The Beaverton woman who posted the ad said her son, who had passed away, had been involved in demolition of the hospital. She said he had kept a few things, including the cornerstone and sign.

She expressed interest in seeing the cornerstone find a proper home in McMinnville, and Elliott set out to ensure that.

He arranged to buy the cornerstone and sign, and lined up fellow 1977 Mac High alum Robert Brown to help him pick them up and bring them back down.

Elliott said the cornerstone, which probably weighs more than 150 pounds, “is in fine shape and would look great on display in a prominent spot.” He said he had his eye on the small parklike setting in front of the Willamette Valley Medical Center on the Highway 18 Bypass, or the Yamhill County Heritage Center, just south of town on Highway 18.

Elliott said both had expressed interest, but neither had yet gotten back to him with a detailed proposal.

For now, the cornerstone reposes in the garage of its new owner, awaiting word of its future. He said he would be happy to donate it to either party, as long as it is assured a suitable home.

If you’re interested in assisting Elliott with relocation of his rock-solid piece of the local past, you can reach him at


Bubbler back from the brink

A lovely old fountain graces the grounds of Dayton’s signature city park, often fondly referred to as Courthouse Square, though there’s never been a courthouse in Dayton.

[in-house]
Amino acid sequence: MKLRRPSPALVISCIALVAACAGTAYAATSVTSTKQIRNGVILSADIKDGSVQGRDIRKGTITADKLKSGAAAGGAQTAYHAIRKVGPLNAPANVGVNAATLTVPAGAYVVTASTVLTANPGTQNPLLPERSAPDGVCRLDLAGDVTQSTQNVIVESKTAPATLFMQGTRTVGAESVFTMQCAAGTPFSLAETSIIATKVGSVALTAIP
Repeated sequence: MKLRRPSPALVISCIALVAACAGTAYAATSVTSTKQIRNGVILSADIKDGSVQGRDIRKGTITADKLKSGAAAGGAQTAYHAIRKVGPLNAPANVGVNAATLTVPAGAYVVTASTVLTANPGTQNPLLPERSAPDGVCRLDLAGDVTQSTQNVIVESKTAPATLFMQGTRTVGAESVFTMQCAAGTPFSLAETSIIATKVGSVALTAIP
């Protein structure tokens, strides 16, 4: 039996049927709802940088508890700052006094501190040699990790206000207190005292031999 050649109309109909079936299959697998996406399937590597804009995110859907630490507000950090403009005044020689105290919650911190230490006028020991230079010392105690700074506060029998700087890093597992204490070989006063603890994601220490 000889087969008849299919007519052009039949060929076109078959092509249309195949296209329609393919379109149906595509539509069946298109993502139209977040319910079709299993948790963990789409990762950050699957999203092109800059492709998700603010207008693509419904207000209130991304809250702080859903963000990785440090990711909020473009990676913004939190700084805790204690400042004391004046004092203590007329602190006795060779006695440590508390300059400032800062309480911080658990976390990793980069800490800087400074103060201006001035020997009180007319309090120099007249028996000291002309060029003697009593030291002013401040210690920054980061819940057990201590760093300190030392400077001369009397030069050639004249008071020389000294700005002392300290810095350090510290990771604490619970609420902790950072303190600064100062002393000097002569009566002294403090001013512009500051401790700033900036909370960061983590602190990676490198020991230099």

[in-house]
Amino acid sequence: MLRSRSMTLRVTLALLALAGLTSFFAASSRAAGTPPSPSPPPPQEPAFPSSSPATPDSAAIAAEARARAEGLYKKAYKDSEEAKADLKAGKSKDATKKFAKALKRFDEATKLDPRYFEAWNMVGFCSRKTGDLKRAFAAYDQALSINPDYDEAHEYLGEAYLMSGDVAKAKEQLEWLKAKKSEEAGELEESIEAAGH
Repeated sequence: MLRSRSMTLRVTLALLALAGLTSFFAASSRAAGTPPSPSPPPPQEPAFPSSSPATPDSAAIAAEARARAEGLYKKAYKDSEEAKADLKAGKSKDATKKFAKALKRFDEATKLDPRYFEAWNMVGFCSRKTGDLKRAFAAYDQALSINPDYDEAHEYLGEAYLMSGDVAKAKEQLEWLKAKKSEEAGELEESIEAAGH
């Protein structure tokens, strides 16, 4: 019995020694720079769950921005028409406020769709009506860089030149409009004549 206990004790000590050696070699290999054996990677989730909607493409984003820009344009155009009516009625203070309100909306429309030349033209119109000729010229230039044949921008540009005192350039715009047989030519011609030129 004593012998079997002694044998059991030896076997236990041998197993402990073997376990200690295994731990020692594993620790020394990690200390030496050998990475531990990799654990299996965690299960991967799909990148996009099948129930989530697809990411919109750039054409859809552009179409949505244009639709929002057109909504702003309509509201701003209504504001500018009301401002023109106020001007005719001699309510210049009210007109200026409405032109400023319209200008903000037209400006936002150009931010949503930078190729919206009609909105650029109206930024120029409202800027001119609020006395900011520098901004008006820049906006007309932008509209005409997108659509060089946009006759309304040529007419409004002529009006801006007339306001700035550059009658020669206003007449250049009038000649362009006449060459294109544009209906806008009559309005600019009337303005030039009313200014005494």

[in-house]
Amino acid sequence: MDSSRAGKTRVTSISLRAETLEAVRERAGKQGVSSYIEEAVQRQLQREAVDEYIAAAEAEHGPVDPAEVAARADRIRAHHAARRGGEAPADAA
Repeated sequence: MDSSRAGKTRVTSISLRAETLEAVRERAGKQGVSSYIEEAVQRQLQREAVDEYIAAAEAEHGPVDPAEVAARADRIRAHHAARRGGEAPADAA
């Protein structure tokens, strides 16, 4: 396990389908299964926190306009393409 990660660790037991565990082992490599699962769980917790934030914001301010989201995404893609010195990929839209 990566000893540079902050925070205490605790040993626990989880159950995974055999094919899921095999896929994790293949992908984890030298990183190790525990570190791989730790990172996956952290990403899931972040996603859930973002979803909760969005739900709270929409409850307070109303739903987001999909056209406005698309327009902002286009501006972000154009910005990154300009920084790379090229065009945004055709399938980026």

The Martin Miller Fountain was dedicated on May 17, 1917. And Dayton leaders could not have chosen a more appropriate way to honor Miller, the local pioneer who donated water rights on his Dundee Hills property to the city.

No ordinary, every day, run-of-the-water fountain, the stone structure was designed by prominent Portland architect Ernst Kroner, who personally oversaw its installation.

Kroner charged nothing for his work, nor did the laborers who constructed it. And a Dayton women’s group, originator of the idea in the first place, raised enough money to cover the cost of materials.

Over a 50-year career, Kroner amassed an impressive portfolio in Northwestern Oregon. Among the buildings he designed were the I.O.O.F. halls in Portland and Clatskanie, Zion Lutheran Church in Oregon City and the German Aid Society in Portland,

In McMinnville alone, he designed the Carnegie library, the US Bank building and Lincoln High, the city’s original secondary school. He also designed schools in Sheridan, Gresham, Seaside and Astoria.

Though Kroner had made the fountain to last, weathering and wear over nearly a century of continuous use have taken their toll. Fortunately, a grant from the State Historic Preservation Office has been supplemented with enough local match from the city to fund restoration.

The office is also supplying a restoration expert to provide advice on proper techniques in bringing the fountain back to its original appearance and functionality.

And that’s what I found out while OUT and ABOUT — having a granite time putting a chunk of calcite on my slate and taking it all with a grain of basalt.

Karl Klooster can be reached by e-mail at or by phone at 503-687-1227.